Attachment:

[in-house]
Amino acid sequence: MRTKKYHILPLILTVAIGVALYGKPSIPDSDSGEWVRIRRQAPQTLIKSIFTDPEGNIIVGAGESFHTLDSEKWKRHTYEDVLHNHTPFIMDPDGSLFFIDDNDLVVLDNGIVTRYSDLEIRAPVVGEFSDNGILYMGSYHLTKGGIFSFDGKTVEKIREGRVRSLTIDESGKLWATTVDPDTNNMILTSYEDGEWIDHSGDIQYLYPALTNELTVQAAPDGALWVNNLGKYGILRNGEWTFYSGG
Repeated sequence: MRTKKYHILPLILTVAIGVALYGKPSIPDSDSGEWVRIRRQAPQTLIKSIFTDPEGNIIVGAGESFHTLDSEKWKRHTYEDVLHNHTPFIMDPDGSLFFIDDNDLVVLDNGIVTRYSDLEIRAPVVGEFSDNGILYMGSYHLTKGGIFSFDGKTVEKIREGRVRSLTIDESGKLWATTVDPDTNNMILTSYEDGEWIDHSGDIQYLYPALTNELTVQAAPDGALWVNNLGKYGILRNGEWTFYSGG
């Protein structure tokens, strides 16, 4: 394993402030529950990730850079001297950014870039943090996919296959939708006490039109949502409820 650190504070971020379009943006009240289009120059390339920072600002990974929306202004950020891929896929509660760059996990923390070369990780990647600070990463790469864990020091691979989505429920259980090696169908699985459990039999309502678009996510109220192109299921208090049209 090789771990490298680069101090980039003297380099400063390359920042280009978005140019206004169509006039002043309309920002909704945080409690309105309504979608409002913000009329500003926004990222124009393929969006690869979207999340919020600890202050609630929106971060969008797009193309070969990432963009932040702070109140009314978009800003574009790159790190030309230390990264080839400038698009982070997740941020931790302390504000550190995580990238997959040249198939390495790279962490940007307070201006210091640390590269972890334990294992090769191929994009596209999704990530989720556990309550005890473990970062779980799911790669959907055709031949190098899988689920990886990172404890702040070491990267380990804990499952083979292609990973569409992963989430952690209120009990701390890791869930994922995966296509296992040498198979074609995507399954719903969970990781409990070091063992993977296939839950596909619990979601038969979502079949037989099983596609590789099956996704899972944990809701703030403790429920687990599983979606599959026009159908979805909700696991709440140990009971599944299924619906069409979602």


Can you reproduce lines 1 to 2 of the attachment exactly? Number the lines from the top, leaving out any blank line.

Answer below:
[in-house]
Amino acid sequence: MRTKKYHILPLILTVAIGVALYGKPSIPDSDSGEWVRIRRQAPQTLIKSIFTDPEGNIIVGAGESFHTLDSEKWKRHTYEDVLHNHTPFIMDPDGSLFFIDDNDLVVLDNGIVTRYSDLEIRAPVVGEFSDNGILYMGSYHLTKGGIFSFDGKTVEKIREGRVRSLTIDESGKLWATTVDPDTNNMILTSYEDGEWIDHSGDIQYLYPALTNELTVQAAPDGALWVNNLGKYGILRNGEWTFYSGG